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Irregularly Hyperpigmented Plaque on the Right Heel

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A 56-year-old woman presented with an asymptomatic plaque on the right heel that had grown
steadily over the last year. Pigmented lesions were not appreciated on other sites, and lymph nodes were not enlarged. Her medical history was otherwise normal, except for bilateral hearing loss due to encephalitis at the age of 5 years. None of her family members had similar symptoms. Physical examination revealed a well-defined, irregularly hyperpigmented plaque on the right heel.

What's the diagnosis? 

malignant melanoma

pigmented basal cell carcinoma

pigmented Bowen disease

pigmented extramammary Paget disease

seborrheic keratosis

The Diagnosis: Pigmented Bowen Disease

A biopsy of the lesion was performed for suspected acral malignant melanoma. Hematoxylin and eosin staining revealed acanthosis, elongation of rete ridges, and keratinocytes in complete disorder with atypical mitoses and pleomorphism affecting the full layer of the epidermis (Figure 1). The basement membrane was intact. Melanin pigmentation was increased in the lower epidermis and the upper dermis, and a lymphohistiocytic inflammatory infiltrate was present in the dermis. Staining for carcinoembryonic antigen (Figure 2) and melanoma
antigen (Figure 3) recognized by T cells (melan-A) both revealed negative results. Histopathologic findings led to the diagnosis of pigmented Bowen disease (BD).

Figure 1. Keratinocytes in complete disorder with atypical mitoses and pleomorphism affecting the full layer of the epidermis, along with increased melanin pigmentation in the lower epidermis and the upper dermis (H&E, original magnification ×400).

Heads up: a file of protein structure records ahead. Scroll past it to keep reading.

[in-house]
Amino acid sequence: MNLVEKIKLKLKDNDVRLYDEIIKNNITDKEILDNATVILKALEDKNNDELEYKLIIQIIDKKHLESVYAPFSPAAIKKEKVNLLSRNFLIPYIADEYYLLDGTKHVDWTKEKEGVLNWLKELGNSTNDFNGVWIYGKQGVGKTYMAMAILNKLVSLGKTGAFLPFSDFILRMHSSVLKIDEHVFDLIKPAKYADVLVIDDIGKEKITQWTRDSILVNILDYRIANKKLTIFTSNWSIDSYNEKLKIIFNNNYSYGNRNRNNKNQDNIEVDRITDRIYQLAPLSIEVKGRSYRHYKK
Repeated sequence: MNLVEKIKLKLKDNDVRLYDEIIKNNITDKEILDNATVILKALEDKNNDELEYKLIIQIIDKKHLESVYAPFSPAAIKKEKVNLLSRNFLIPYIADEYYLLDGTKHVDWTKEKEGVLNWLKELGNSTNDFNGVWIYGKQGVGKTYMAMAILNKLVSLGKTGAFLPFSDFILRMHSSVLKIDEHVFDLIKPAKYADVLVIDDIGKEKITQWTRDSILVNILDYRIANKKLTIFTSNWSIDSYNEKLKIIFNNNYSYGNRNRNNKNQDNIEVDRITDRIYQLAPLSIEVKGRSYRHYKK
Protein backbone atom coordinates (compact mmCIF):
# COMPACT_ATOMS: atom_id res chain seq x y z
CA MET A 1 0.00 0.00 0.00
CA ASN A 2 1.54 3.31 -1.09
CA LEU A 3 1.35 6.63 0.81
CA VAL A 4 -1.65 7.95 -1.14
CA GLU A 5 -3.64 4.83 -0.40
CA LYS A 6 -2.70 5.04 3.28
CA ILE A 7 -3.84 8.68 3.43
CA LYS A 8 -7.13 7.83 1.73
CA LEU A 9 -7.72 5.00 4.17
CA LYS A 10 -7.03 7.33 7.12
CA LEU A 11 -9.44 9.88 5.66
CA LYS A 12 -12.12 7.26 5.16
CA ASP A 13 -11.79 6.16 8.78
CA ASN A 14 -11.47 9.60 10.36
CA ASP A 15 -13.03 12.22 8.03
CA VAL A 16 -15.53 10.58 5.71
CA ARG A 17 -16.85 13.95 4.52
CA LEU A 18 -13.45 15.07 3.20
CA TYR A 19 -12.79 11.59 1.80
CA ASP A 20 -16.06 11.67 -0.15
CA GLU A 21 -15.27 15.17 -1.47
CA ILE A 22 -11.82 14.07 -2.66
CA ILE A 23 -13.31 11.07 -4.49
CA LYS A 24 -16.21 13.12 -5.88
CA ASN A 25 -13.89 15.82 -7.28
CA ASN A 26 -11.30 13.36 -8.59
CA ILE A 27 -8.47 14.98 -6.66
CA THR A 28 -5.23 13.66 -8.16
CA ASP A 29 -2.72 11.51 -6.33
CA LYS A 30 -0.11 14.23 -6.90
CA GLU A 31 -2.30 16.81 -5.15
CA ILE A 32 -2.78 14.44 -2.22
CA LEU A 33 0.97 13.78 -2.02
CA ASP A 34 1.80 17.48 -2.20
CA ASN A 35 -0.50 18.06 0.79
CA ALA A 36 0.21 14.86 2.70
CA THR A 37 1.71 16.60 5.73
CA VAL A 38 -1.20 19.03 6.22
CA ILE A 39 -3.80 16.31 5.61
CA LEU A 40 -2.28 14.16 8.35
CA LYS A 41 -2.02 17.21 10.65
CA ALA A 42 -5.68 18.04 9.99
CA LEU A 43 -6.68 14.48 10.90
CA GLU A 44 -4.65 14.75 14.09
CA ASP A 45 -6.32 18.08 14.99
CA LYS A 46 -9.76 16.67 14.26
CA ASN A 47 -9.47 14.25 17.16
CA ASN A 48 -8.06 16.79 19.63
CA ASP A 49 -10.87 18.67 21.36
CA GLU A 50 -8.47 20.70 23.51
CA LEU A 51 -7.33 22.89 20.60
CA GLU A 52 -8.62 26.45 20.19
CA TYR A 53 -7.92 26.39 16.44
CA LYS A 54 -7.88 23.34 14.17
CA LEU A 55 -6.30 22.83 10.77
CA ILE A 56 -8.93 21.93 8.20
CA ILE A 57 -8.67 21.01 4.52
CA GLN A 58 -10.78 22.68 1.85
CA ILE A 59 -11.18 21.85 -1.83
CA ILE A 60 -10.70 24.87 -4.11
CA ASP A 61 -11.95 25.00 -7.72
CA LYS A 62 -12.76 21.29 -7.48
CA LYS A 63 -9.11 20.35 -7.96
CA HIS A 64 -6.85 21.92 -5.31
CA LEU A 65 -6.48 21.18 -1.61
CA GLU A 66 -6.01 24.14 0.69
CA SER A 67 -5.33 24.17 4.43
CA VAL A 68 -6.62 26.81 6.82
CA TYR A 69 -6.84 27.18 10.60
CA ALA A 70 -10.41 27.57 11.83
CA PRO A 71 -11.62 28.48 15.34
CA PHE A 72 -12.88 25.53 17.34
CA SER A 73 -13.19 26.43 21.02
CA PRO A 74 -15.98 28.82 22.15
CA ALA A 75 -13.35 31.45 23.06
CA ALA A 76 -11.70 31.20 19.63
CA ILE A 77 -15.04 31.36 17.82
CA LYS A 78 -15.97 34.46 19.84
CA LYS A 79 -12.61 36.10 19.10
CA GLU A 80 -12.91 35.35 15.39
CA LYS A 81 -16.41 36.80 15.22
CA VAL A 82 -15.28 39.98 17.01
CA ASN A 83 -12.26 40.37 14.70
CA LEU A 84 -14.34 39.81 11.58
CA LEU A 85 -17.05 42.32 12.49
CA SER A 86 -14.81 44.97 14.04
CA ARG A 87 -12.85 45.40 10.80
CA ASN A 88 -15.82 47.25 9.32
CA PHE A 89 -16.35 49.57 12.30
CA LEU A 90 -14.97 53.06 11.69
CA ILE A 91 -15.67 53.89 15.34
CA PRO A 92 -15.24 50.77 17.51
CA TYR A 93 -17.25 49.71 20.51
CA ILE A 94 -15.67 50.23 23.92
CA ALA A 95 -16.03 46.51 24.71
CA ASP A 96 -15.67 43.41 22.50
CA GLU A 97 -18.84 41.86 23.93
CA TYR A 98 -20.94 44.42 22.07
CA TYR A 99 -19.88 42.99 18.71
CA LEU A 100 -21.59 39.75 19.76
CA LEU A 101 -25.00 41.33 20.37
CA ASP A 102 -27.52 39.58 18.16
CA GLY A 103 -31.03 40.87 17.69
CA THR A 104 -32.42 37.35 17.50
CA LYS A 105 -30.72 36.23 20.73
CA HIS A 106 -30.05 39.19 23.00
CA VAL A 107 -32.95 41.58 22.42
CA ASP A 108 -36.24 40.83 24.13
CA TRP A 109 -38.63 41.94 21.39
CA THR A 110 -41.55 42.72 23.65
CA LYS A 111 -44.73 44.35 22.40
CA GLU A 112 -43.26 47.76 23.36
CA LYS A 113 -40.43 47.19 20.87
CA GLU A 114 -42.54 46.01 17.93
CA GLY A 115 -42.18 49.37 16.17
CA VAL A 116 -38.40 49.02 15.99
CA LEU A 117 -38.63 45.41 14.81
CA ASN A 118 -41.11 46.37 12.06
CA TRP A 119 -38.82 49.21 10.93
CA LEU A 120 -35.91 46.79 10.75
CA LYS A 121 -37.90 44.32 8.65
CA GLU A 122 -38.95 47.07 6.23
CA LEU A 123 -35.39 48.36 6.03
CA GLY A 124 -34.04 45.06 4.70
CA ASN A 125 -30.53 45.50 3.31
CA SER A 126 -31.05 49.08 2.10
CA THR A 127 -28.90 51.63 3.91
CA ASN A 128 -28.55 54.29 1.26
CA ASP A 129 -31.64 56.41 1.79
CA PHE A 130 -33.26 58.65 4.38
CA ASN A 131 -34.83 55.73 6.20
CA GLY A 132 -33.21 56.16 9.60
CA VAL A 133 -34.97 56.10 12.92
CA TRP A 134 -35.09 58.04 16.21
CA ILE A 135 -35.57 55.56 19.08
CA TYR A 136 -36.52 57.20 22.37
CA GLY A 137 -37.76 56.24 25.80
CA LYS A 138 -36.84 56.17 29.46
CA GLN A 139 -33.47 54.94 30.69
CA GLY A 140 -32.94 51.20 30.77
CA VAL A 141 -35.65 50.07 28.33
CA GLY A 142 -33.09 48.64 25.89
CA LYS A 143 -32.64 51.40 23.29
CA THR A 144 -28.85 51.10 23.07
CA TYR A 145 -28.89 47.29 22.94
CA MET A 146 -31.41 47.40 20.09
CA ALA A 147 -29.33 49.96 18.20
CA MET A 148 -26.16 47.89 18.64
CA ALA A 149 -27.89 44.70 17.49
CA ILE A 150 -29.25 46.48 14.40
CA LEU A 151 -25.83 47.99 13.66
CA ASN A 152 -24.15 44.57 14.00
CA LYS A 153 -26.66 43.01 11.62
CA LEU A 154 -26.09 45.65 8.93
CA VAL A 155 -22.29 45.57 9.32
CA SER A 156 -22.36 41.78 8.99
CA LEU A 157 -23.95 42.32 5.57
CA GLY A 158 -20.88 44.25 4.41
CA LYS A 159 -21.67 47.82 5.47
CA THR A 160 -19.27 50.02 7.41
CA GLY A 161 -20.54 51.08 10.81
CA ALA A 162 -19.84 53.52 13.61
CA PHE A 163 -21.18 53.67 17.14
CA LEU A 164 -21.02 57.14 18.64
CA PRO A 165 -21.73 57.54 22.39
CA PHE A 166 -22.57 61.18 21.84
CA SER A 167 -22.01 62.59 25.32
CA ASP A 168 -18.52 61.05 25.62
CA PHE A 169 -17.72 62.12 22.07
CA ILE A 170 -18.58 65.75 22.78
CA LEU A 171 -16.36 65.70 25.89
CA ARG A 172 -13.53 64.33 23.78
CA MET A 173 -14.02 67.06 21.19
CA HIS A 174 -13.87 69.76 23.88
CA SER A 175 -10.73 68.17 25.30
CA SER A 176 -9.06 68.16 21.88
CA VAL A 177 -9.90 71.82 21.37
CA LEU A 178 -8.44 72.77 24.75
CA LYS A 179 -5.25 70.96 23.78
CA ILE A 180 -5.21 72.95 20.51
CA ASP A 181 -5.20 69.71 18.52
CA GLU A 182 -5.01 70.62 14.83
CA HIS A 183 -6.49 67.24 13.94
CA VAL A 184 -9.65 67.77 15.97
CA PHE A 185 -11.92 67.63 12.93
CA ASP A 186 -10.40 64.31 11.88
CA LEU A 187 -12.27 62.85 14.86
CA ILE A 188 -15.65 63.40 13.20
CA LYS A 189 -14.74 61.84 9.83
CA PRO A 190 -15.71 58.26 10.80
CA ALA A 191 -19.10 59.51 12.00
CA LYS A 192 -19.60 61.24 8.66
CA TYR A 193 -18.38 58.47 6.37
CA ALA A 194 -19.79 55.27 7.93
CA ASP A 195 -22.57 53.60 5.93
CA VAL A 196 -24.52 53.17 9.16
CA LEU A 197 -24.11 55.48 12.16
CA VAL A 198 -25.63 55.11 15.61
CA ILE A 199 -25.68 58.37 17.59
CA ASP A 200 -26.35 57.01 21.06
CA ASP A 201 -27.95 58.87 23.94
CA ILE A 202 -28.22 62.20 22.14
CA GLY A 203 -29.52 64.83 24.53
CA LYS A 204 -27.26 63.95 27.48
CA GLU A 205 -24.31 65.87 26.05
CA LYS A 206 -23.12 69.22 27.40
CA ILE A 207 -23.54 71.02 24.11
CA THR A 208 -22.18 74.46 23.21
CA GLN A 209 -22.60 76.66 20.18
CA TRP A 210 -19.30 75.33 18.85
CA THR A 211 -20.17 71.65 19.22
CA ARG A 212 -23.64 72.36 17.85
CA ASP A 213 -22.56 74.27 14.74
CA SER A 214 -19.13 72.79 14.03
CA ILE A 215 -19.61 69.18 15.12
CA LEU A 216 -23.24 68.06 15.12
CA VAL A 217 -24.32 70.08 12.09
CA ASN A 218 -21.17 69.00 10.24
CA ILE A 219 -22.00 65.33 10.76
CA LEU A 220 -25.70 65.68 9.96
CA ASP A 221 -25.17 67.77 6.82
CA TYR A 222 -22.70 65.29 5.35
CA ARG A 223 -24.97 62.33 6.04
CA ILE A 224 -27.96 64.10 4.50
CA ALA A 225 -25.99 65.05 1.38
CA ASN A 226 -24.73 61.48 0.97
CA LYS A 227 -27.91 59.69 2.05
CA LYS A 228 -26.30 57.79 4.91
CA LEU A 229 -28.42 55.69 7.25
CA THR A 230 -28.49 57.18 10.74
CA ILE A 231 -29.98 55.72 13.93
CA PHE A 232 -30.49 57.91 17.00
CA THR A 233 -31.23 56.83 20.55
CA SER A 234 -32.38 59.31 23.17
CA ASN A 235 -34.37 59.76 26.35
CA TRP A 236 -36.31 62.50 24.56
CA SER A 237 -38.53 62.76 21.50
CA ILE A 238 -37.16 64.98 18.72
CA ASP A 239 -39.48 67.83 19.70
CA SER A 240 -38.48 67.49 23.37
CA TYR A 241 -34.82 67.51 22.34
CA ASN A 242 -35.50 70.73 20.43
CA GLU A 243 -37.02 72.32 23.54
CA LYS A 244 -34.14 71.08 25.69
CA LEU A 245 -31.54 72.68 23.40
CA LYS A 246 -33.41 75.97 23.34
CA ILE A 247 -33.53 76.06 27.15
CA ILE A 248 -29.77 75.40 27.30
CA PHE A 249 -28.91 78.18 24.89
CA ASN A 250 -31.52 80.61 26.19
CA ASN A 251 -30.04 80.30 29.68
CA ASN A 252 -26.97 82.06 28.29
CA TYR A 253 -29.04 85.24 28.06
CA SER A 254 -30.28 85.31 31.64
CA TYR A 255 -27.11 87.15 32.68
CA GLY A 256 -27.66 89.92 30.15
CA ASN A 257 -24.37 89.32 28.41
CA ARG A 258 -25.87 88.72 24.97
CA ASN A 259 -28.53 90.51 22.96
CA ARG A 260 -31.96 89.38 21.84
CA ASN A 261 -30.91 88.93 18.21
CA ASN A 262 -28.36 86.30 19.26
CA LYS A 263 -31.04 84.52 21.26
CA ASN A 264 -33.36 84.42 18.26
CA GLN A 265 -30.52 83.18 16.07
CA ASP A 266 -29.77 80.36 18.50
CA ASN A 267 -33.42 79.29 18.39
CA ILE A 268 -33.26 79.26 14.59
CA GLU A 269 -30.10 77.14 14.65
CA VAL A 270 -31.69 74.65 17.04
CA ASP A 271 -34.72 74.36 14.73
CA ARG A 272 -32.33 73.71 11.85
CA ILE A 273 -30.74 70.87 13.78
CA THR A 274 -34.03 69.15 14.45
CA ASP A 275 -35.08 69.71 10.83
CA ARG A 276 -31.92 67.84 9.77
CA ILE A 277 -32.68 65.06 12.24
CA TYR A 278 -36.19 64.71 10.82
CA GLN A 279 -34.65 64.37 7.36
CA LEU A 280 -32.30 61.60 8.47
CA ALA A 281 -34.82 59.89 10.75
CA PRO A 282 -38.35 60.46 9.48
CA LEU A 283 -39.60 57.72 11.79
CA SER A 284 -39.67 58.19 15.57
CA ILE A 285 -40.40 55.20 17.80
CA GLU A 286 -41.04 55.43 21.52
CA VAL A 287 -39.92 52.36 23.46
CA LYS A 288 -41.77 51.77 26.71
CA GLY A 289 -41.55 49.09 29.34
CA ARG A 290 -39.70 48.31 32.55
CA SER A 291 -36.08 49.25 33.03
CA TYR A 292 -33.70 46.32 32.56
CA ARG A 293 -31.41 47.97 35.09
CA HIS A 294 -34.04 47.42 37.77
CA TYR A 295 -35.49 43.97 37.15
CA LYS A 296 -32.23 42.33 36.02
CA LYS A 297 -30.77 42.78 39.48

Figure 2. Staining for carcinoembryonic antigen was negative (original magnification ×200).

Figure 3. Staining for melanoma antigen recognized by T cells was negative (original magnification ×200).

Pigmented BD is a rare variant that accounts for 1.7% (N=420) to 5.5% (N=951) of all cases of BD.1,2 It is reported to affect men more than women and to be more prevalent in individuals with higher Fitzpatrick skin types.3 Furthermore, exposure to UV radiation, chemicals (eg, arsenic), or human papillomavirus, as well as immunosuppression, are known to be related to pigmented BD.2,4 Clinically, pigmented BD commonly involves nonexposed areas such as the anogenital area, trunk, and extremities, unlike typical BD that involves sun-exposed areas.5 In addition, it most frequently presents as a well-delineated, irregularly pigmented, asymptomatic
plaque and not as a scaly erythematous plaque. Therefore, the clinical diagnosis may be challenging. The differential diagnosis includes malignant melanoma, pigmented extramammary Paget disease, pigmented basal cell carcinoma, seborrheic keratosis, pigmented actinic keratosis, solar lentigo, and melanocytic nevi.

Histopathologically, a varying amount of melanin deposit is noted on hematoxylin and eosin staining, along with features of BD, including disarrayed atypical keratinocytes involving the full epidermis but not the basement membrane, with atypical individual cell keratinization.3,5,6 Pigmented extramammary Paget disease can mimic pigmented BD clinically and pathologically, but Paget cells stain positive for anticytokeratin (CAM 5.2), carcinoembryonic antigen, and mucicarmine, whereas cells in pigmented BD stain negative.7 Moreover, negative staining for human melanoma black, melan-A, and S-100 helps differentiate malignant melanoma from pigmented BD.8

The prognosis of pigmented BD is similar to classic BD and is independent of the presence of melanin pigment.6 Therefore, the treatment options do not differ from those for typical BD and include surgical excision, cryotherapy, laser ablation, topical imiquimod or 5-fluorouracil, curettage, electrosurgery, and photodynamic therapy (PDT).

In our case, the patient and her family did not want surgical removal; therefore, 1 course of fractional laser-assisted PDT and 2 courses of ablative laser-assisted PDT were performed. Unfortunately, the lesion persisted, possibly because it was too large and pigmented. Two months later, ingenol mebutate gel 0.05% was applied (4 courses) after using an ablative laser over 3 consecutive days with a 1-month interval between courses. The lesion resolved without any adverse events.

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Neurofibromatosis Type 1 in the Setting of Systemic Lupus Erythematosus

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